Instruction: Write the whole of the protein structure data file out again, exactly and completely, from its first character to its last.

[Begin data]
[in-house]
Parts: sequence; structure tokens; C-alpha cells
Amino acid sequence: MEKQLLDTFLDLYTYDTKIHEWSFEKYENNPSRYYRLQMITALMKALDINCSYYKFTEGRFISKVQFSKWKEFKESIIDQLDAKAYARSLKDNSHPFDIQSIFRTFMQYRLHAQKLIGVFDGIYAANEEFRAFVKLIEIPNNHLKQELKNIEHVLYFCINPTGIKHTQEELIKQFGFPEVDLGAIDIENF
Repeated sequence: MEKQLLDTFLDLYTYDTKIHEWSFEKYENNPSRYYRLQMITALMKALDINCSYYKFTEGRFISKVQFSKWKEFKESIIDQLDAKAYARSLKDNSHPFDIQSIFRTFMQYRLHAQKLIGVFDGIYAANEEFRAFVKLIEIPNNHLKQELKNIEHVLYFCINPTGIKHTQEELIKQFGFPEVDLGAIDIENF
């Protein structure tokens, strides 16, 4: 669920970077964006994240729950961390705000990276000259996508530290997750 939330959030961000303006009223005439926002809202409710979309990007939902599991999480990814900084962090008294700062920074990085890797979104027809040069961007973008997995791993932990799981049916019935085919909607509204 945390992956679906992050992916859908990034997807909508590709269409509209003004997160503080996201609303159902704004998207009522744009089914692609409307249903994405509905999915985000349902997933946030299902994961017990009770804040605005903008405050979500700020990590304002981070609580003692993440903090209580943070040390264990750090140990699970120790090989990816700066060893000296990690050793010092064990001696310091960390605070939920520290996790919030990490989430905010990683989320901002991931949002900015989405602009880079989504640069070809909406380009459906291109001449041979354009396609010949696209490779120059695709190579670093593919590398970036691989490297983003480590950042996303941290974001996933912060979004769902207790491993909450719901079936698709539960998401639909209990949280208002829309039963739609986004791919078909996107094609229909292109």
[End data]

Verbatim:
[in-house]
Parts: sequence; structure tokens; C-alpha cells
Amino acid sequence: MEKQLLDTFLDLYTYDTKIHEWSFEKYENNPSRYYRLQMITALMKALDINCSYYKFTEGRFISKVQFSKWKEFKESIIDQLDAKAYARSLKDNSHPFDIQSIFRTFMQYRLHAQKLIGVFDGIYAANEEFRAFVKLIEIPNNHLKQELKNIEHVLYFCINPTGIKHTQEELIKQFGFPEVDLGAIDIENF
Repeated sequence: MEKQLLDTFLDLYTYDTKIHEWSFEKYENNPSRYYRLQMITALMKALDINCSYYKFTEGRFISKVQFSKWKEFKESIIDQLDAKAYARSLKDNSHPFDIQSIFRTFMQYRLHAQKLIGVFDGIYAANEEFRAFVKLIEIPNNHLKQELKNIEHVLYFCINPTGIKHTQEELIKQFGFPEVDLGAIDIENF
């Protein structure tokens, strides 16, 4: 669920970077964006994240729950961390705000990276000259996508530290997750 939330959030961000303006009223005439926002809202409710979309990007939902599991999480990814900084962090008294700062920074990085890797979104027809040069961007973008997995791993932990799981049916019935085919909607509204 945390992956679906992050992916859908990034997807909508590709269409509209003004997160503080996201609303159902704004998207009522744009089914692609409307249903994405509905999915985000349902997933946030299902994961017990009770804040605005903008405050979500700020990590304002981070609580003692993440903090209580943070040390264990750090140990699970120790090989990816700066060893000296990690050793010092064990001696310091960390605070939920520290996790919030990490989430905010990683989320901002991931949002900015989405602009880079989504640069070809909406380009459906291109001449041979354009396609010949696209490779120059695709190579670093593919590398970036691989490297983003480590950042996303941290974001996933912060979004769902207790491993909450719901079936698709539960998401639909209990949280208002829309039963739609986004791919078909996107094609229909292109």